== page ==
Debut author Cecilia Grant offers romance readers a look into a storyline that is not often seen. But while the story has the potential to captivate, this reader found it, unfortunately, to be lacking instead.
Martha Russell was only just recently widowed. She doesn't mourn his death, but she didn't plot it either. She is finally free of him...but there's only one problem. Mr. Russell did not leave her pregnant. When she is told that she must move out, for her late husband's brother is to inherit, she makes a sudden decision (after hearing tales of the man's time at the estate years before) and tells a little white lie. It is possible, she tells everyone, that she may indeed be pregnant, and therefore be carrying the estate's rightful heir. In order for this plan to work though, Martha must quickly (and secretly) get pregnant within the next month in order to pass the babe off as her late husband's. But who will she get to do the job?
Enter Theophilus Mirkwood, a typical young man who is accustomed to London and all that it includes. When his father tires of him running around and spending his money with no concerns as to the consequences, he decides it is time for his 26-year-old son to learn how to work and send him off to the country estate in Sussex to learn how things are run there. No sooner then he arrives and he receives a calling card from a neighbor; it's Mrs. Russell, the recent widow he saw in church the other day. Intrigued, he pays her a visit, but he never would have guessed what she was going to ask him for...
Martha decides on Mirkwood to be her "hired stud" for the month, as he already plans on returning to London as soon as possible, therefore leaving her and any babe that may come in peace. She offers him money for his seed with promise of more should she deliver a boy. Though taken back by her proposition, Theo agrees as he figures this easy "job" will help to make his stay in Sussex more enjoyable. He soon finds out, though, that there is no joy in being needed only for his seed, and finds it difficult to come to her day after day while she lies there waiting for it all to be over.
Slowly Theo breaks down the walls surrounding Martha, and by the end of their month together she realizes that with the right man she too can find enjoyment. Meanwhile, she teaches him a few valuable lessons as well, about responsibility, taking care of those less fortunate, and of how to run an estate smoothly. But when Theo declares his love for her, she draws away, arguing that he is young and only thinks he is in love when really any woman would illicit the same response from him. He sets out to prove her wrong-but will she listen?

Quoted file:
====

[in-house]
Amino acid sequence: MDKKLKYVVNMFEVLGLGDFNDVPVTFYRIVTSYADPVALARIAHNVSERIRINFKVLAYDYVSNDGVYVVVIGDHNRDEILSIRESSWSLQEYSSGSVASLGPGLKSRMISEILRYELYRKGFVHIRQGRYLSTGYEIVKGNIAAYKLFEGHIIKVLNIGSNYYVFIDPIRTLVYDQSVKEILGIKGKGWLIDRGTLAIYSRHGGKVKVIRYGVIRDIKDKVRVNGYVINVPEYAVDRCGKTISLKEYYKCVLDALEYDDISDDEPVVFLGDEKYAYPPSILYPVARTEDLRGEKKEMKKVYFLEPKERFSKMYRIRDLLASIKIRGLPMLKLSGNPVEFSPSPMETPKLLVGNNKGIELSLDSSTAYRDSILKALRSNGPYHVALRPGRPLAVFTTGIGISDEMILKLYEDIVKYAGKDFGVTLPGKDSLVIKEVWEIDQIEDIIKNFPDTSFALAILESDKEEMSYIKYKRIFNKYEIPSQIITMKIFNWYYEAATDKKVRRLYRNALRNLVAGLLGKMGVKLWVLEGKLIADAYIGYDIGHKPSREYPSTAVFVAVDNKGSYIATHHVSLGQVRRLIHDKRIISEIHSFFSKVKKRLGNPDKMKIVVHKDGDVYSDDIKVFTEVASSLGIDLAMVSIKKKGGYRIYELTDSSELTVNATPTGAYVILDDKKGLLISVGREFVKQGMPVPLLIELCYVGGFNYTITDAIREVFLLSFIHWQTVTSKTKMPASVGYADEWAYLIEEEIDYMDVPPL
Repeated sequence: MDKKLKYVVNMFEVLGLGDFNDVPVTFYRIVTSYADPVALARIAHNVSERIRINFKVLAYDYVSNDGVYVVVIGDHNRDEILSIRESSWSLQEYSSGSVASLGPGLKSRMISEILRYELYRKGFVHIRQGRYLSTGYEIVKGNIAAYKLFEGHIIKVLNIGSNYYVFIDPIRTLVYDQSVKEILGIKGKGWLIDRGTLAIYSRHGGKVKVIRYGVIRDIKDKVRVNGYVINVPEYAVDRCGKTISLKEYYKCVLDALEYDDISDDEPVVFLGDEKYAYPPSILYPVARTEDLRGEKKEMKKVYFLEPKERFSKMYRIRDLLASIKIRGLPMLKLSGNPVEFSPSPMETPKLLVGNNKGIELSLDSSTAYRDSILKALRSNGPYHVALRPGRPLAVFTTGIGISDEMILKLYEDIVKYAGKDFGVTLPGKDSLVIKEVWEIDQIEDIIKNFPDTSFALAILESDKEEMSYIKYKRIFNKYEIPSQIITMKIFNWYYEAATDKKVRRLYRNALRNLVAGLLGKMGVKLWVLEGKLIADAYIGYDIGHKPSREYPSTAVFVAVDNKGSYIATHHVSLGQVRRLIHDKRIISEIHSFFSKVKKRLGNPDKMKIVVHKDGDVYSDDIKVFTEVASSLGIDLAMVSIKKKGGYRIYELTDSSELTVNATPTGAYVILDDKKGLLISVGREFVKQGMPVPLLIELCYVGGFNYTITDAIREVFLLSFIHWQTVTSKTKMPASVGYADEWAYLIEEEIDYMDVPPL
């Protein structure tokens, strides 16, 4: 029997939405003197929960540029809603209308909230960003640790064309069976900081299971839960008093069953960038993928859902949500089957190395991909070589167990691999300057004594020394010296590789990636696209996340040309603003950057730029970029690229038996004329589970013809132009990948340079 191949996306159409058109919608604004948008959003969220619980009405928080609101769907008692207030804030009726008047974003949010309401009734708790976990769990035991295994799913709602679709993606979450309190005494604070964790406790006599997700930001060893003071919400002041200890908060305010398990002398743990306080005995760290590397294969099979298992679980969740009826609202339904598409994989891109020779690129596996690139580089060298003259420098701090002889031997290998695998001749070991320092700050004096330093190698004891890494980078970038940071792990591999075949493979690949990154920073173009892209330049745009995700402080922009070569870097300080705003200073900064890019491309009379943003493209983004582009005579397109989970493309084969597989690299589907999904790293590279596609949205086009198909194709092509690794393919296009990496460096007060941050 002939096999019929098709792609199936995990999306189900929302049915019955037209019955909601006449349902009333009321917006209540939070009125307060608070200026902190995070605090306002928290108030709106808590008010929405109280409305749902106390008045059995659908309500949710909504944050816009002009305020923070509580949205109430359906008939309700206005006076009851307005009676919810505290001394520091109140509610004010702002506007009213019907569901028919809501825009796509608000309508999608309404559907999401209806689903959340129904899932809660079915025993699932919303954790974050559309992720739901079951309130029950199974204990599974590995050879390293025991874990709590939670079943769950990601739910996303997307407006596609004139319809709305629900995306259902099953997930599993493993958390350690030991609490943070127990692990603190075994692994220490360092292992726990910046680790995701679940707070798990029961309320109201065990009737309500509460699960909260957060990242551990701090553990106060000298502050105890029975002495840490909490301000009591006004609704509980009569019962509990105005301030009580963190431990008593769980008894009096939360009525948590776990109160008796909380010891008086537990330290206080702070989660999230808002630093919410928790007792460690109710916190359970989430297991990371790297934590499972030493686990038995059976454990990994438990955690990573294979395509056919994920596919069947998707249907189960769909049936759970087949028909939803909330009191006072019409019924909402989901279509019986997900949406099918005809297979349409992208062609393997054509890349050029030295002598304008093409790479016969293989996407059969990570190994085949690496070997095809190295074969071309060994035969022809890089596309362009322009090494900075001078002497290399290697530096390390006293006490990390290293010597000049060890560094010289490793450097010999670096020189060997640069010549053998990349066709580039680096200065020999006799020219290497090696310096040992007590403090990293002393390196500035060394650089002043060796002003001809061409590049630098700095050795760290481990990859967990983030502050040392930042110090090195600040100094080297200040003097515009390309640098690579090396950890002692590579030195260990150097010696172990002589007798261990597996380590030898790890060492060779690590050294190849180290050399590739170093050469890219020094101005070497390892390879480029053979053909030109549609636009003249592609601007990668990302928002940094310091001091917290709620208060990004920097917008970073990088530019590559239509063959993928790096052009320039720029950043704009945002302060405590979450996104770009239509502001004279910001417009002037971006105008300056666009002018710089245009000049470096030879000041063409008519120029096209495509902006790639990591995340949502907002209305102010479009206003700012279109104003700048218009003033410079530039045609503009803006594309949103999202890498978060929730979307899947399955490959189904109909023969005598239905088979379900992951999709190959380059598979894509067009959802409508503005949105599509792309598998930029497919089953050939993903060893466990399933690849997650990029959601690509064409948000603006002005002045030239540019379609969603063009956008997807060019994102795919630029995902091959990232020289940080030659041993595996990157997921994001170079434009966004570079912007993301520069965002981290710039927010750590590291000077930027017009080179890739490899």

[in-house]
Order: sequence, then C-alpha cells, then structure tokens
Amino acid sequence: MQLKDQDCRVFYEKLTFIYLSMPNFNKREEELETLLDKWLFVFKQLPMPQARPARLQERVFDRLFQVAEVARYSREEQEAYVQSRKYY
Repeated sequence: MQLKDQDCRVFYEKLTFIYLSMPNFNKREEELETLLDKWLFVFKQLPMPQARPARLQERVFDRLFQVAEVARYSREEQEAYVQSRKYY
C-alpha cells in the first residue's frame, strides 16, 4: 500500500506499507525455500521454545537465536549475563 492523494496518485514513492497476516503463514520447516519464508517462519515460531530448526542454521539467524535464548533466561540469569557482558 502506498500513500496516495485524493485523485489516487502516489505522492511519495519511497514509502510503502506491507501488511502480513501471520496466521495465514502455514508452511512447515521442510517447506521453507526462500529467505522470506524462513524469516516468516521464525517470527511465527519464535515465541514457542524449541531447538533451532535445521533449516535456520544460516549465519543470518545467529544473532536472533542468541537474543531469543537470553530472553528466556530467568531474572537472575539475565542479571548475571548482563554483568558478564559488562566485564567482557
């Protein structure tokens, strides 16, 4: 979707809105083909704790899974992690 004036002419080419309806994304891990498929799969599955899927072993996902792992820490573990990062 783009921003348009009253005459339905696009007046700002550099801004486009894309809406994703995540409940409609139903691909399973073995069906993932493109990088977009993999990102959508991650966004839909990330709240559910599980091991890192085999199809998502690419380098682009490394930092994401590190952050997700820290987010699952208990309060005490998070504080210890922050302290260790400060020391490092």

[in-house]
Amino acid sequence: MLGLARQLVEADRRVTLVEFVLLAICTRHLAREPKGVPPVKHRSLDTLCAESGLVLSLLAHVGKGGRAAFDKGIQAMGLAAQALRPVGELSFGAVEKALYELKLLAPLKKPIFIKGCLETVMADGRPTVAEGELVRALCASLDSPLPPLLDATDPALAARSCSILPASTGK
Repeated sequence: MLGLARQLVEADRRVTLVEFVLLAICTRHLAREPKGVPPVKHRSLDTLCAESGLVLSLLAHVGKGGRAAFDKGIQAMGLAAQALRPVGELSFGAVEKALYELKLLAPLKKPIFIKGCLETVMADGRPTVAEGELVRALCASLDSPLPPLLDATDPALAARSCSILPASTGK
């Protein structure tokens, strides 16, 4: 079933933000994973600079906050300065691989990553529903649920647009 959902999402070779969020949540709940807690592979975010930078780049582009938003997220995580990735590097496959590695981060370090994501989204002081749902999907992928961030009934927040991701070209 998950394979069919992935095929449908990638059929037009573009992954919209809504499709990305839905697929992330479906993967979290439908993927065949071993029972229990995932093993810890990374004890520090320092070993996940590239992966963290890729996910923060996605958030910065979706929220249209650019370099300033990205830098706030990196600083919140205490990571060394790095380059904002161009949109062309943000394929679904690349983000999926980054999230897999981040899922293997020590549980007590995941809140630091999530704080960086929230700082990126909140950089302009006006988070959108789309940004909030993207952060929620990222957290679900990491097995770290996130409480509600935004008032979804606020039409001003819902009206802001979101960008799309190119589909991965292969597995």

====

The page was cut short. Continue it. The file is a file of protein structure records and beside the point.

I tried to enjoy this book, I really did. But the writing was stiff, formal, almost like a report written on how a romance story progresses. This I could have dealt with (maybe). But the biggest flaw in the book's construction lay at the base of its foundation-the characters.
I didn't much care for Martha or Theo; I felt they were about as three-dimensional as the various background characters that showed up throughout the story. There was no emotion from them, no distinction in their characters, and we did not get to see things clearly from their point of view (it read like someone commenting on their outward actions rather than anything internal). In fact, I felt as if, even after almost 350 pages of their story, I didn't even know them. Not as friends, not even as passing acquaintances. Instead, they were as much a stranger to me at the turn of the last page as they were at page one.
If they had been more developed, more defined in who they were and what they stood for, I think the book would have been better off. As it was, the only reason I finished this book was because I had hoped it would improve-and more importantly, I had an honest review to write.
2.5 Stars! Despite the unique storyline potential, the characters and writing was flat, and fell short of my original expectations for A Lady Awakened. The passion, for all the times they joined together in this novel, was often missing, or even worse, felt forced. Personally, I wouldn't recommend this book to others, and I wouldn't read it again myself. However, I try not to cross an author off my list completely after only one book, so I may still look for Grant's book in the future-but I won't go out of my way to do so.
Newly widowed and desperate to protect her estate and beloved servants from her malevolent brother-in-law, Martha Russell conceives a daring plan. Or rather, a daring plan to conceive. After all, if she has an heir on the way, her future will be secured. Forsaking all she knows of propriety, Martha approaches her neighbor, a London exile with a wicked reputation, and offers a strictly business proposition: a month of illicit interludes . . . for a fee.
Theophilus Mirkwood ought to be insulted. Should be appalled. But how can he resist this siren in widow’s weeds, whose offer is simply too outrageously tempting to decline? Determined she’ll get her money’s worth, Theo endeavors to awaken this shamefully neglected beauty to the pleasures of the flesh—only to find her dead set against taking any enjoyment in the scandalous bargain. Surely she can’t resist him forever. But could a lady’s sweet surrender open their hearts to the most unexpected arrival of all . . . love?